Earlier last month, Lockheed Martin strongly hinted that they're developing the world's first hypersonic plane, the SR-72. NASA recently made videos of the SR-72's predecessor public on YouTube. Developed in the 1960s, the SR-71 remains the fastest manned aircraft ever flown.
Lockheed Martin initially developed designs for the SR-71 in the 1950s but kept the project under wraps. The planes could reach speeds of up to 2,200 mph or Mach 3. Not only would they reach those speeds, the planes could sustain them for over an hour at a time. Its maximum altitudes came in at nearly 26,000 meters (85,000 feet). This allowed the Blackbirds to become the perfect platforms for research and thermal experiments.
NASA's Armstrong Flight Research Center released two clips showing the speed, versatility, and power of these planes which were once thought to change the future of aviation.
The two-seater variations of the SR-71 Blackbirds were used as reconnaissance planes from 1964 - 1998. During the 1990s, NASA crews operated four Lockheed SR-71 planes. Two of those were used for research, but two were used by the U.S. Air Force during reconnaissance missions.
How exactly could these planes sustain such rapid speeds? According to NASA, "Less than 20 percent of the total thrust used to fly at Mach 3 was produced by the engine itself, however. During high-speed cruise conditions, the balance of total thrust was produced by the unique design of the engine inlet and a moveable conical spike at the front of each engine nacelle. Under these conditions, air entering the inlets bypassed the engines, going directly to the afterburners and ejector nozzles, thus acting as ramjets."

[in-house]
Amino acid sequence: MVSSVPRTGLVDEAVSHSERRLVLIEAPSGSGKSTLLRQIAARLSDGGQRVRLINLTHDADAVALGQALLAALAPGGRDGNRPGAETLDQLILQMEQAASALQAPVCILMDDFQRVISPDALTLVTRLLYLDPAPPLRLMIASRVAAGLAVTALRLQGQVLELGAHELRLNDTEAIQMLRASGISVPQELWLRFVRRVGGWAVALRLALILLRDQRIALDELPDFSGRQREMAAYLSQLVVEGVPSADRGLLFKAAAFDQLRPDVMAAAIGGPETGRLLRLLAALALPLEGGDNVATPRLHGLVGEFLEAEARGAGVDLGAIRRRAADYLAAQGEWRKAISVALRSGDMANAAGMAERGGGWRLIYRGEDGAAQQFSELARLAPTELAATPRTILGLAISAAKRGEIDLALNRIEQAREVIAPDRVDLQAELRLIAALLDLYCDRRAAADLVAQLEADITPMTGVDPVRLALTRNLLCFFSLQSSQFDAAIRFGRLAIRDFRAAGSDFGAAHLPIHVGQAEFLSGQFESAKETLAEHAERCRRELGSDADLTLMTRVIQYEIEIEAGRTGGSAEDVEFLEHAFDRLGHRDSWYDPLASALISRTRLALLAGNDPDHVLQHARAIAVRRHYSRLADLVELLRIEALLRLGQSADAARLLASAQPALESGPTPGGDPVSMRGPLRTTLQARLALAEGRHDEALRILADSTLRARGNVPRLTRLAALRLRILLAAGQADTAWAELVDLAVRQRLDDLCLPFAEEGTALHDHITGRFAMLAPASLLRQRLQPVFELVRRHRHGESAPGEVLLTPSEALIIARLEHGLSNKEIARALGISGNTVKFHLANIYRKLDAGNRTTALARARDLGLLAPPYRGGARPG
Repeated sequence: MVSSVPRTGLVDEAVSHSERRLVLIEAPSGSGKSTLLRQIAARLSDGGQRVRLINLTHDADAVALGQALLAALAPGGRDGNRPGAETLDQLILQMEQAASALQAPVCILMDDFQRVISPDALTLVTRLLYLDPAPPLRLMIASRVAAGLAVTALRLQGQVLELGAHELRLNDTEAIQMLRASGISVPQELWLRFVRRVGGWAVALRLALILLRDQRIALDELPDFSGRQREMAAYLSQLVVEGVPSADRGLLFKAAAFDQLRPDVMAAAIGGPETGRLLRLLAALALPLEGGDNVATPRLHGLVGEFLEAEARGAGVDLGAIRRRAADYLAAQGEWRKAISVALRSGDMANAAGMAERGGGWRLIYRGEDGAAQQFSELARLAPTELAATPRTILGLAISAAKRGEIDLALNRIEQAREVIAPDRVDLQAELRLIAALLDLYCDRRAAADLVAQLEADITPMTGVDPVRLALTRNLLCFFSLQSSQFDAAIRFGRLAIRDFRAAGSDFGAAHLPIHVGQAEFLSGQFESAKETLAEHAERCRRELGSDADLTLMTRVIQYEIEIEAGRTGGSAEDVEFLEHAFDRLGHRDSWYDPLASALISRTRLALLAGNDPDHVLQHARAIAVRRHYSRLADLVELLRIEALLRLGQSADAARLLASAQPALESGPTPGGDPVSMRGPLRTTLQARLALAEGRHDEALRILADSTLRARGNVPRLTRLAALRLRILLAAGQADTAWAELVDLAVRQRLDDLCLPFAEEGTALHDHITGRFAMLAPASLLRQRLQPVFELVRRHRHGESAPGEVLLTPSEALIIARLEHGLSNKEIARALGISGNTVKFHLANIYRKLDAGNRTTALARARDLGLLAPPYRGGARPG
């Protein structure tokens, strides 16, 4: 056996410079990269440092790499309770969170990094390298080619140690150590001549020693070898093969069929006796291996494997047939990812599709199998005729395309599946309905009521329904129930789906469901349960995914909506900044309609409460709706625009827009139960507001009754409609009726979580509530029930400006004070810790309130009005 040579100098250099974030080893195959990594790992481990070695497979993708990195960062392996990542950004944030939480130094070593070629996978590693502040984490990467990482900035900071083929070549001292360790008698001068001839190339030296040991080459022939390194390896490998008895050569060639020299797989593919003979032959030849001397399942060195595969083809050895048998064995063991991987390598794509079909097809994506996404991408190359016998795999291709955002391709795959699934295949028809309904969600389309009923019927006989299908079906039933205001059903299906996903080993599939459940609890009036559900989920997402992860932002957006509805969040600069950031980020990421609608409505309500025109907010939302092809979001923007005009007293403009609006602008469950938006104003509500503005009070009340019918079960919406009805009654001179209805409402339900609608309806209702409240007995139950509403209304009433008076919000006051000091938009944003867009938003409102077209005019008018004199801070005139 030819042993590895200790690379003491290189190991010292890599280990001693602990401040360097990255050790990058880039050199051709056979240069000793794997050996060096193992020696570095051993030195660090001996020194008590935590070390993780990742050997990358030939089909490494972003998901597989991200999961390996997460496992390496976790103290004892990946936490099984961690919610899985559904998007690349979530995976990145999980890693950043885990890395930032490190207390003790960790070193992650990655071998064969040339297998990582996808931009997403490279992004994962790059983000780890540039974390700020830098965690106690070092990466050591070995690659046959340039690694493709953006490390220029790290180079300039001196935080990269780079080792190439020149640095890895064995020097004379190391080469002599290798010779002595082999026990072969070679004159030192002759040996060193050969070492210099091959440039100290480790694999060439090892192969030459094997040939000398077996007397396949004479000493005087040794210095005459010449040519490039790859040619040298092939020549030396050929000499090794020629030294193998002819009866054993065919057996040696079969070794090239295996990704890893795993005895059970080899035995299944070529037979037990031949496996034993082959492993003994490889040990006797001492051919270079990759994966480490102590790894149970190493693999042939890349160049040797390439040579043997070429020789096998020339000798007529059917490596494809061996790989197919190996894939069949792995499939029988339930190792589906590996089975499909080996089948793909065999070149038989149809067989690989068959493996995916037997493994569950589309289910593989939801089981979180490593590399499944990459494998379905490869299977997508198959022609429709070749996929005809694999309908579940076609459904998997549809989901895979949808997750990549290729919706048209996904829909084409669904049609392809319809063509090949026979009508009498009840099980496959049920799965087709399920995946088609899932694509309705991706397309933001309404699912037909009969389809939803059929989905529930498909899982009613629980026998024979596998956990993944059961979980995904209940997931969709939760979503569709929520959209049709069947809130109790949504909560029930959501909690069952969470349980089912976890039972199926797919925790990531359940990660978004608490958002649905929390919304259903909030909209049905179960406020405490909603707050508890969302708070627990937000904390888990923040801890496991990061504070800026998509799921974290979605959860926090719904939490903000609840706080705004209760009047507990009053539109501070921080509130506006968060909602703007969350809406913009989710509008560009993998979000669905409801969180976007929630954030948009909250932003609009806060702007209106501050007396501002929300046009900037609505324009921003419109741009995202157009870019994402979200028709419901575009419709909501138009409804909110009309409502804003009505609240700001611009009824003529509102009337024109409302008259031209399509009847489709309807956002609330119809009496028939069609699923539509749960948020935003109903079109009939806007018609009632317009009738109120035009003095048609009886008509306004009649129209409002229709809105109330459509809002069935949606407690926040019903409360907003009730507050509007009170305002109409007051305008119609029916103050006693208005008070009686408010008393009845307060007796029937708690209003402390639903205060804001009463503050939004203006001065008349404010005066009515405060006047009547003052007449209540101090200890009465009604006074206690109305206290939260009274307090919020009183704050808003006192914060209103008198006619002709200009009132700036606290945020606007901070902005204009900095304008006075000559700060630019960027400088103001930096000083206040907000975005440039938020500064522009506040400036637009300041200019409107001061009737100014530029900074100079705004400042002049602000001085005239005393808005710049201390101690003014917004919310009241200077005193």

Lockheed Martin only built 32 Blackbirds. However, the company wants to exceed the SR-71s considerably. A hypersonic plane has been in the works since the end of the SR-71s. The U.S. Air Force announced steps had been taken for a SR-72 demonstrator in 2013. However, no details existed after that announcement until this summer.
The company's Advanced Development Programs (aka Skunk Works) discussed the SR-72 and its development within ADP's advanced aircraft-development division. Lockheed did an interview with Aviation Week and hinted that more details were on the way.
"We’ve been saying hypersonics [are] two years away for the last 20 years, but all I can say is the technology is mature and we, along with DARPA and the services, are working hard to get that capability into the hands of our warfighters as soon as possible," said Lockheed Martin executive vice president and Skunk Works general manager Rob Weiss.
The SR-72 planes could clock in at speeds of more than 3,000 mph (4,800 km/hour). Ideally, they'd be used in global emergency response during a time of crises rather than travel needs. The SR-72 will certainly catapult aerospace engineering and military aircraft into places it's never been before. However, these videos show exactly how powerful these future planes could be given their predecessors.
Featured Image Courtesy of the United States Air Force via Wikipedia Creative Commons